Discussion in 'Doctor Who' started by Samurai8472, May 4, 2013.
Stop confusing the Americans!
^ That one I know, thanks to my imported, off-air recordings of Father Ted which included the commercials from back in the day!
I assumed it was a Beer (or Beer-like Beverage)
Me? I'm always bitter.
I'm always stout.
I took you for a Newky Broon man.
And you would be right. Well, it's a drinky I do enjoy, but Broon and I are not exclusive.
That's no excuse. I'm not only America, but from the South. If I can follow it without trouble, anyone can.
Southern dialects are closer-related to English ones than those in the rest of the country according to my old diction and dialect professor. There is some place in the south where, supposedly, they speak as close to 'colonial-era English' as you can get, closer even than any modern English accent.
You may be thinking of Tangier Island in the Chesapeake Bay. Also, Harkers Island off the coast of North Carolina.
She made that episode. Love her in Game of Thrones as well.
I think she was at her best when she played Ms. Danvers a few years back.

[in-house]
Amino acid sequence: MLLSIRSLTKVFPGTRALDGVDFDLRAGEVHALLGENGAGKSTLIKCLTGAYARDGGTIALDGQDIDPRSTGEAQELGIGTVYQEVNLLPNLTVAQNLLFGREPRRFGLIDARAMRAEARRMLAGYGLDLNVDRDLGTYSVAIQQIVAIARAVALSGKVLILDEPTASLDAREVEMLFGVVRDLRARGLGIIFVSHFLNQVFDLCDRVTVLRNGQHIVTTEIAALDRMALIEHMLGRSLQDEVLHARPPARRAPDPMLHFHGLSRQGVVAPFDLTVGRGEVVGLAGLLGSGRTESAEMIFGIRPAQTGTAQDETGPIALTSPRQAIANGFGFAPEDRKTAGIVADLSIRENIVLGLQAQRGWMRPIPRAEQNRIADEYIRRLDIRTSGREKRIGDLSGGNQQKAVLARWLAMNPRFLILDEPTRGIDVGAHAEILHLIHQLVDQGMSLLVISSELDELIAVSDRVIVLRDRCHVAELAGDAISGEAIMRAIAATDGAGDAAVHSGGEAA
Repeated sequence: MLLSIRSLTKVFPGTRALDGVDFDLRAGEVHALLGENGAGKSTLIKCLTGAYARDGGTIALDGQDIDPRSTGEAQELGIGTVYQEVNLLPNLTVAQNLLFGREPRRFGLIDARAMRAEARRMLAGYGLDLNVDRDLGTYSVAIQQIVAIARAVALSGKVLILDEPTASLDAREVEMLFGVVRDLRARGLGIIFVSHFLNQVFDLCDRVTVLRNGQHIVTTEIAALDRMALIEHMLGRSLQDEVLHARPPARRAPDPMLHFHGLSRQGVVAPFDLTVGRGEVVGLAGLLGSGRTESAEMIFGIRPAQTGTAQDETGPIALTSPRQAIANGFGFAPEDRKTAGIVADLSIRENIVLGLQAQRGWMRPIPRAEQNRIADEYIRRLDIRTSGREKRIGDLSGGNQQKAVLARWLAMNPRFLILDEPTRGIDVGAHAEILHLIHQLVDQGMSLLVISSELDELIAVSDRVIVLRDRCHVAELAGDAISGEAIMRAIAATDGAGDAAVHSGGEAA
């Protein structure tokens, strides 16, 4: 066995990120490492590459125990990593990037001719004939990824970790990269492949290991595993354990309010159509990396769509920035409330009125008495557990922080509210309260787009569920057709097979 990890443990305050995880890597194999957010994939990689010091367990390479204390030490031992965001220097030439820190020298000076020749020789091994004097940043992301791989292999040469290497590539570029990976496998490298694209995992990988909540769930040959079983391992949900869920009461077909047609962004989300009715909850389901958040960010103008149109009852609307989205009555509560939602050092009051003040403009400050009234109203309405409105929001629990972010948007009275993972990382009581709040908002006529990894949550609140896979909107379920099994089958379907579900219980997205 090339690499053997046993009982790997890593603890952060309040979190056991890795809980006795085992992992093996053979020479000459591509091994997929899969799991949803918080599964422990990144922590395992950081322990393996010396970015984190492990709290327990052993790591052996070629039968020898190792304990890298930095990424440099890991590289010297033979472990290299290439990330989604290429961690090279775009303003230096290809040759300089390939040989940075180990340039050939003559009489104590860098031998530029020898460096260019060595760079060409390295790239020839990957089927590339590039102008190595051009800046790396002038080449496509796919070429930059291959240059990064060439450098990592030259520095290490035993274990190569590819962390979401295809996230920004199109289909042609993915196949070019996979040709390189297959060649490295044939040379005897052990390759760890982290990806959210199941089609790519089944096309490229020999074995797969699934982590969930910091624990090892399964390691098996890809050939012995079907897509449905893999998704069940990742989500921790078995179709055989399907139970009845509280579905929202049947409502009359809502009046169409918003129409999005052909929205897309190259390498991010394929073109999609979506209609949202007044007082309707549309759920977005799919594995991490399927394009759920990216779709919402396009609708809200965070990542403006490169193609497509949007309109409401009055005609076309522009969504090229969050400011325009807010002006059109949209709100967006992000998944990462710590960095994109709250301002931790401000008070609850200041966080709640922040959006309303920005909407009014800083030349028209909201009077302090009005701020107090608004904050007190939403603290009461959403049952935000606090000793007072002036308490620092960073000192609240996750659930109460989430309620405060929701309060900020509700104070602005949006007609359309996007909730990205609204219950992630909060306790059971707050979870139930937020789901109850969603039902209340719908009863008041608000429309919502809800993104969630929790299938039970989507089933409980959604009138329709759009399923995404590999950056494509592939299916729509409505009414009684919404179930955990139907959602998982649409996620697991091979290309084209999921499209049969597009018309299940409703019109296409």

I think it was the latter.
Certainly, there's a lot of evidence that Shakespeare probably sounded a lot more like some Americans than anyone in England now or for the last 200 years...
What evidence is that?
Academic studies... basically, the early American accent was derived from the standard accent of 17th century England, and then we both diverged, but the philological studies of spelling and so on suggest that some American accents are probably closer to 17th century English than anything currently in use in England.
There can't be any certainty about it in the absence of recordings, but the linguistic analysis heads that way.
^ Yeah, I remember that from college. Not so hard to believe when you think about it. England (and English) was a totally different animal centuries ago. I remember being very impressed with the HBO miniseries John Adams because they got the accents bang on.
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